Instead I resolve regularly to take the time to shop in advance, and cook from scratch, with real ingredients, selected with care from the increasingly attractive choice of fish and meat, vegetables and fruit in the local shops. So excuse me while I dash off to prepare that turkey soup my family is eagerly awaiting.
Below is a selction of your comments.
How true! It always irritates me that people can't be bothered to spend a little time preparing a meal from scratch, but then moan about the high fat and salt content in ready meals. I work full-time, as does my husband, but I make a proper evening meal every day and manage to have it on the table by 7pm. It doesn't take that much longer than preparing a ready meal, tastes much better and is healthier. BTW - I'm only 36, but I too was brought up to clean my plate and not waste food
Jo Vowles, Isle of Man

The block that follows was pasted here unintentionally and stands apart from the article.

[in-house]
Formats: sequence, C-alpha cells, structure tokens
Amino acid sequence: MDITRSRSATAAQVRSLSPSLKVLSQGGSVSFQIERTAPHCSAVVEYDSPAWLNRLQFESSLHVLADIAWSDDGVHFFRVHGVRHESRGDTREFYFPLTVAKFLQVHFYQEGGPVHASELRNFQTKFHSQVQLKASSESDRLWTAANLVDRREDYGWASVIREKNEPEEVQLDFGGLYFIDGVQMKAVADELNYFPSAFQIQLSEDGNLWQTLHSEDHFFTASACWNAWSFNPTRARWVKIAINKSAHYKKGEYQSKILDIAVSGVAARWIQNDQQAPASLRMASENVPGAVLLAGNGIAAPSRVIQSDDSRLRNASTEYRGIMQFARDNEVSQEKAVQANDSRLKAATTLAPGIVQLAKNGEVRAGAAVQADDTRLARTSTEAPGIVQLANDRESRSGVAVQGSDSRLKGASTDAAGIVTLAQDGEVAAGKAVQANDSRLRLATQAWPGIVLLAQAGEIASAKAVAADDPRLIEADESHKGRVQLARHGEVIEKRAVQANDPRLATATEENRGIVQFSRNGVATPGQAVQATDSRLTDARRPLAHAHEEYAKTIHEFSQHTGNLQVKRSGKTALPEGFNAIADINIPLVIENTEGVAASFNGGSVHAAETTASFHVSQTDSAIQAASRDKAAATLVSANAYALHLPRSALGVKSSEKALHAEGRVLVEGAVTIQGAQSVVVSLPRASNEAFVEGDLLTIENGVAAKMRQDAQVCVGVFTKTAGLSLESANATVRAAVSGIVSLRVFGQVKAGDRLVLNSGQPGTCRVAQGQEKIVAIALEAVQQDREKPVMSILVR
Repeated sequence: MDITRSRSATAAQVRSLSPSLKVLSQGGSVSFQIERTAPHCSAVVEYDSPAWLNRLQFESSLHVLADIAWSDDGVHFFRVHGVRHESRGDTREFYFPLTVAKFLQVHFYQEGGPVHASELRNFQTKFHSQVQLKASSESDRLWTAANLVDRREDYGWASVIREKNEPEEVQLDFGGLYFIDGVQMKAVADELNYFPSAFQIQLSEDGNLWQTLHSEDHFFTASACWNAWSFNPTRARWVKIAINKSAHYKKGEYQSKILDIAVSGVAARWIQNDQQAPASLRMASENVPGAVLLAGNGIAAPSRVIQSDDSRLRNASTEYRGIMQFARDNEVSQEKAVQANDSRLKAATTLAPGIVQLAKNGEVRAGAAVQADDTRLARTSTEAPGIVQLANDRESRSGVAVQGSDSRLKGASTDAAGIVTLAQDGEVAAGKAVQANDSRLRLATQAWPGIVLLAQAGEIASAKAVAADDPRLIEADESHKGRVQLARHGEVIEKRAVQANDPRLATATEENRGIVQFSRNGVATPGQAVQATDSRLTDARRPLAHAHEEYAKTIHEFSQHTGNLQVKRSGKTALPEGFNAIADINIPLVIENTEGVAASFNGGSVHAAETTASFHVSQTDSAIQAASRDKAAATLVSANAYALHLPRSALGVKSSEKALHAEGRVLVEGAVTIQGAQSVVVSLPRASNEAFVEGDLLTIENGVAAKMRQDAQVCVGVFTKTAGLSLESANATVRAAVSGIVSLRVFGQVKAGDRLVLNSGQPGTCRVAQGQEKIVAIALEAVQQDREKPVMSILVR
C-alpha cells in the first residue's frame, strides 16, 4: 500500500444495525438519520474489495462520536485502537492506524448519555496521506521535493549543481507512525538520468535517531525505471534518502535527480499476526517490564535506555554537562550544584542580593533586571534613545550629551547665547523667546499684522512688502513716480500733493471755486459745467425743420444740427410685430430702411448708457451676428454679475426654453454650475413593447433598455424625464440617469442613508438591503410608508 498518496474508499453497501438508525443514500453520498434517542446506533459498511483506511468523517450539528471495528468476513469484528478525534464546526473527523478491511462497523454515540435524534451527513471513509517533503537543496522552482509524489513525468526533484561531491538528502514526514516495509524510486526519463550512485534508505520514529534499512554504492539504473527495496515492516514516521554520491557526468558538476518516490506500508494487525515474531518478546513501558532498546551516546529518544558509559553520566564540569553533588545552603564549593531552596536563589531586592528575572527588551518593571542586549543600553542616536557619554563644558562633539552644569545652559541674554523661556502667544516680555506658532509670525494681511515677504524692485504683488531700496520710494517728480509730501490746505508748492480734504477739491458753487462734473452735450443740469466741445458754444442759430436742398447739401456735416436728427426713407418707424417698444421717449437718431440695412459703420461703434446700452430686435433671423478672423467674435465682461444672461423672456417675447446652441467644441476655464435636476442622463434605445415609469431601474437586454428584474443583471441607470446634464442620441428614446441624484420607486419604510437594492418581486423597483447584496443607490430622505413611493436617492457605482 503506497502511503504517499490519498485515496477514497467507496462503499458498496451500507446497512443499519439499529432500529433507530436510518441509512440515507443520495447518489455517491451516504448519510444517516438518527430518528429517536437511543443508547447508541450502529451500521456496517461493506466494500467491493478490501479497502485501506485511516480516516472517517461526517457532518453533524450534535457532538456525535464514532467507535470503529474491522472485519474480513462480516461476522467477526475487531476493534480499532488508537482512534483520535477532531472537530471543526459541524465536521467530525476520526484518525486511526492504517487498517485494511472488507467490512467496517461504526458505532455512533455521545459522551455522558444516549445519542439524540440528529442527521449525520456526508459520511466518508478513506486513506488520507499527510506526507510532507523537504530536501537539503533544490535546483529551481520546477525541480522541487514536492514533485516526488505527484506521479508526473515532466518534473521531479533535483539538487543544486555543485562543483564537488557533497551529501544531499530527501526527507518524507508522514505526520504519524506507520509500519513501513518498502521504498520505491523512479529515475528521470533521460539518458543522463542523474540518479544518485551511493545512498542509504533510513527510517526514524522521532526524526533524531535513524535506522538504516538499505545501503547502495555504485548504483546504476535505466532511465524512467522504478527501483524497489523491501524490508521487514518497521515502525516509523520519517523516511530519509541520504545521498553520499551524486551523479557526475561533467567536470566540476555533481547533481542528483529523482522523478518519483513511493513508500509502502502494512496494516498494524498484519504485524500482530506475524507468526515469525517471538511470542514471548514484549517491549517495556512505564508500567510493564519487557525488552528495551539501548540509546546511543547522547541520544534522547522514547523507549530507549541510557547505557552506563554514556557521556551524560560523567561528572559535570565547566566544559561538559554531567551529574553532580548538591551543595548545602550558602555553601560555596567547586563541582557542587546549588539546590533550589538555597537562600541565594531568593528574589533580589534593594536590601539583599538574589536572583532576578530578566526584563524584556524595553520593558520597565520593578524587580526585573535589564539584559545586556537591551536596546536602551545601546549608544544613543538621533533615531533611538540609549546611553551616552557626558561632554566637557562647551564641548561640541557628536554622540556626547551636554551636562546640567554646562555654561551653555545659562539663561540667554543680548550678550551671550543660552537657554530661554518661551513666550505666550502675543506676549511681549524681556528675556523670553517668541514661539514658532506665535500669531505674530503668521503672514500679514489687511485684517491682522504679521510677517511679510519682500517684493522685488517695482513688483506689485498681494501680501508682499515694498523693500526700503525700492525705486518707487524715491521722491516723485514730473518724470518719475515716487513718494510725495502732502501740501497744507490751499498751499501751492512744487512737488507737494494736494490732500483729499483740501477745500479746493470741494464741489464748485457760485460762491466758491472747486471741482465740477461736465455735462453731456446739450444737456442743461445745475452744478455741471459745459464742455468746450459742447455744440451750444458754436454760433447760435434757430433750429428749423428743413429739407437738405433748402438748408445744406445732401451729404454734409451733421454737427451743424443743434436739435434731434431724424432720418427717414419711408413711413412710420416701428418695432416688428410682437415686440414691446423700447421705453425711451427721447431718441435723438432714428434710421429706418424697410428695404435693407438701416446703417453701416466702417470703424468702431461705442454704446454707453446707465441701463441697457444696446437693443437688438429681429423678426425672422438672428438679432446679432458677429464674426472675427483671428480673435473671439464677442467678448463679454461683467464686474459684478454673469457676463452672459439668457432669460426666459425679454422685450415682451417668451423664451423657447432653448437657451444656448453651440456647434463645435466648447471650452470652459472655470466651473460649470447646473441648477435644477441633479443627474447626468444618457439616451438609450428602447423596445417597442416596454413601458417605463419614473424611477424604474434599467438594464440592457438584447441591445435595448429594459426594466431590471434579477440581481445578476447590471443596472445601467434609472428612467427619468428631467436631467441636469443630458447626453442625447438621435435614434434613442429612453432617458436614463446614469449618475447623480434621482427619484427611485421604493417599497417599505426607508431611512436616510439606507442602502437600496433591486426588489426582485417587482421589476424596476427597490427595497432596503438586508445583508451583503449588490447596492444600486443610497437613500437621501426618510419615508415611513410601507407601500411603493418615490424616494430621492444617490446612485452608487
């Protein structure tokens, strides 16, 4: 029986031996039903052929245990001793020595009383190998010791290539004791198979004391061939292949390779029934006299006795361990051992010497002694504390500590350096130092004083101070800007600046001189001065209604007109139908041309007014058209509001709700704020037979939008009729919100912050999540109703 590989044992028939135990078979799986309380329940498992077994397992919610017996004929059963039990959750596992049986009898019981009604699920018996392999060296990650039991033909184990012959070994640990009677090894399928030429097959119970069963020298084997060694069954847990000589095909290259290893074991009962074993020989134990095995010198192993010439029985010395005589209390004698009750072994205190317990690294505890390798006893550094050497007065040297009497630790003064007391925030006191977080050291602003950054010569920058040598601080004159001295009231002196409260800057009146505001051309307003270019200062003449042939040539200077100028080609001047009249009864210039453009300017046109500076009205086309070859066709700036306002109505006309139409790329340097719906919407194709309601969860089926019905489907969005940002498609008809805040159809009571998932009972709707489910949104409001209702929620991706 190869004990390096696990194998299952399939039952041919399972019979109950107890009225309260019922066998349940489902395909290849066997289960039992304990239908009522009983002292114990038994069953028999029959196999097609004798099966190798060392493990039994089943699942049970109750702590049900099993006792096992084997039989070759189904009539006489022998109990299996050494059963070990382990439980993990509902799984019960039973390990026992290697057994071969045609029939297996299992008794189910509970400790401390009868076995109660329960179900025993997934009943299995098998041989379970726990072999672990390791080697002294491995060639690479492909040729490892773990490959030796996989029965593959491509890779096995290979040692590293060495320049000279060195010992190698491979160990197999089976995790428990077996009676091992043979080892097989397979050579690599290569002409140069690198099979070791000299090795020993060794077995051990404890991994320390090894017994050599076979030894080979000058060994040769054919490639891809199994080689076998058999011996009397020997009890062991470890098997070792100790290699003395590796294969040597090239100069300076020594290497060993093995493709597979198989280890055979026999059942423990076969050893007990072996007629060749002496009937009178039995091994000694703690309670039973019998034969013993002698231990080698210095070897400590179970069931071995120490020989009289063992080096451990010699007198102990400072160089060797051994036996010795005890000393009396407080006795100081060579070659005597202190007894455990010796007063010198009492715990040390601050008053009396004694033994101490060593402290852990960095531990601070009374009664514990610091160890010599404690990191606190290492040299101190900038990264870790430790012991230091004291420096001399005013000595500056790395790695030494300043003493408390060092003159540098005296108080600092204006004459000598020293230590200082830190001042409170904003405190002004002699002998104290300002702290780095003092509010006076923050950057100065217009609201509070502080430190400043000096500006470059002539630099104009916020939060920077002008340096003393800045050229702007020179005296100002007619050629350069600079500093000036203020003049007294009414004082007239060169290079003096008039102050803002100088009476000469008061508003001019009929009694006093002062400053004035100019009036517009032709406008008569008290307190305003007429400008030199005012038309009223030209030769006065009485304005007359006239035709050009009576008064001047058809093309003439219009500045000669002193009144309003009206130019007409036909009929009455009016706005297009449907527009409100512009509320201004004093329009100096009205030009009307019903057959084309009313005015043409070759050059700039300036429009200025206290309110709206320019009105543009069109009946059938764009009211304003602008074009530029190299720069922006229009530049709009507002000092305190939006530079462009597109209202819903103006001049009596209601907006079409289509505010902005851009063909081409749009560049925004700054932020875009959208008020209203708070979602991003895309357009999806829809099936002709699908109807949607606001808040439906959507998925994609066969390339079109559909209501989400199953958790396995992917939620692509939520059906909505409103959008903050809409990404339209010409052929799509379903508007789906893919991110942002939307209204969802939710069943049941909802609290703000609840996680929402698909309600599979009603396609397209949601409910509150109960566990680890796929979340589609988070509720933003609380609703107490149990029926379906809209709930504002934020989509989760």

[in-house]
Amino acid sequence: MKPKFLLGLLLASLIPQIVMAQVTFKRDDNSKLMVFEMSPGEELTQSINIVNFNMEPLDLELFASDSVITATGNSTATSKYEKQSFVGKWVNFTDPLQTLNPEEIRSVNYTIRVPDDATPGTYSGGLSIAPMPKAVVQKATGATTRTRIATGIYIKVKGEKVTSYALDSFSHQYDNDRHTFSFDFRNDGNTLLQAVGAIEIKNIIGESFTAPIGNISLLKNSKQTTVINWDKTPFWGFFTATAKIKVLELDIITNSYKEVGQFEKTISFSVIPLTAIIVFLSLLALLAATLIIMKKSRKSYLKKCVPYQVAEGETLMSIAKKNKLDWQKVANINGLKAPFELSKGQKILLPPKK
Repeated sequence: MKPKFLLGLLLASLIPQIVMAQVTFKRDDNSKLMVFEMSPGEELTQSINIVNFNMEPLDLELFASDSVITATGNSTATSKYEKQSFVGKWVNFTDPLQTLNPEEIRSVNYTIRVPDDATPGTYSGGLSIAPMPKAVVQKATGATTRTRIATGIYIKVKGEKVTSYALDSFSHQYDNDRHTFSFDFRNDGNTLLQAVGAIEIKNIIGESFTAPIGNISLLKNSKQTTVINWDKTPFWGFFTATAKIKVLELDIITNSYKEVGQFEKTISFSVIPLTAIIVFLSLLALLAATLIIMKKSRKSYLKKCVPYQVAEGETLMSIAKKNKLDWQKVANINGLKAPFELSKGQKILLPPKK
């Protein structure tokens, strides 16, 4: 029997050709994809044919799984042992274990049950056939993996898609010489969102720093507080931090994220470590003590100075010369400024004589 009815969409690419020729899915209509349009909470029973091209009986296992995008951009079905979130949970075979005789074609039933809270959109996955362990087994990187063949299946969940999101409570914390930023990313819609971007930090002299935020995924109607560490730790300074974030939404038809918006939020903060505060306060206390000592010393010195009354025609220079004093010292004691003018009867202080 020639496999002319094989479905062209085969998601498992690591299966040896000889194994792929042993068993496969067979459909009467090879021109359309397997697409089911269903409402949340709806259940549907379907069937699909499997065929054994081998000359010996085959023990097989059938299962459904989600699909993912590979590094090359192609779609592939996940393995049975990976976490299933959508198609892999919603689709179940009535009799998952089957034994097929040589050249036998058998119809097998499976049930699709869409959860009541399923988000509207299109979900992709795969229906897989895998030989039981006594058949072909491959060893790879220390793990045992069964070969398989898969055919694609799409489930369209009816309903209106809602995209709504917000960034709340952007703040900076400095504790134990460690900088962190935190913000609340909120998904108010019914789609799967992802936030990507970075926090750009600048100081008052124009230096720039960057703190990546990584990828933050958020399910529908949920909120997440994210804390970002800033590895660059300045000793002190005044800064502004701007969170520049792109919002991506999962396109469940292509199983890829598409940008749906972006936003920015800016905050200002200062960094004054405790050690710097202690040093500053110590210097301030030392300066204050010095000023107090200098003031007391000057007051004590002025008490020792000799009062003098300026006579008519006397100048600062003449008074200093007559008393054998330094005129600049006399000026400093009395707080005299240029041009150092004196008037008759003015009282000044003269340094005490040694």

As coming from an overseas family and having always seen food being prepared every single day from scratch I can't find more intriguing how anyone could possibly enjoy or prefer ready meals. I agree with yet another well known chef who pleads that a proper meal from scratch doesn't need to take long, most of my own everyday meals take just 30 to 45 minutes to prepare, sometimes just as long as it'd take to do a run to the shop to buy or to defrost one. I disagree with the argument that poor families can't afford cooking from scratch as this is exactly the reason why in most poor countries ready meals are not so well spread as it is in Britain or America. As for leftovers, I can't bear throwing anything away, even if it's a portion of rice or vegetables, as you can always stir-fry them for instance. My partner is not so keen in keeping leftovers, he can't see as much use for it, but he does it due to my constant nagging (think of the children in countries such as where I come from!!). Eating slowly is better than eating fast so to appreciate food, but it only works with good, healthy meals. As for being a fat nation I doubt the speed has anything to do with it as some of my colleagues tell me they eat take away meals two to three times a week, no wonder they're fat or unhealthy! Eating healthily, as everything else, comes from upbringing. Perhaps this is the answer, to start teaching the families instead of blaming them.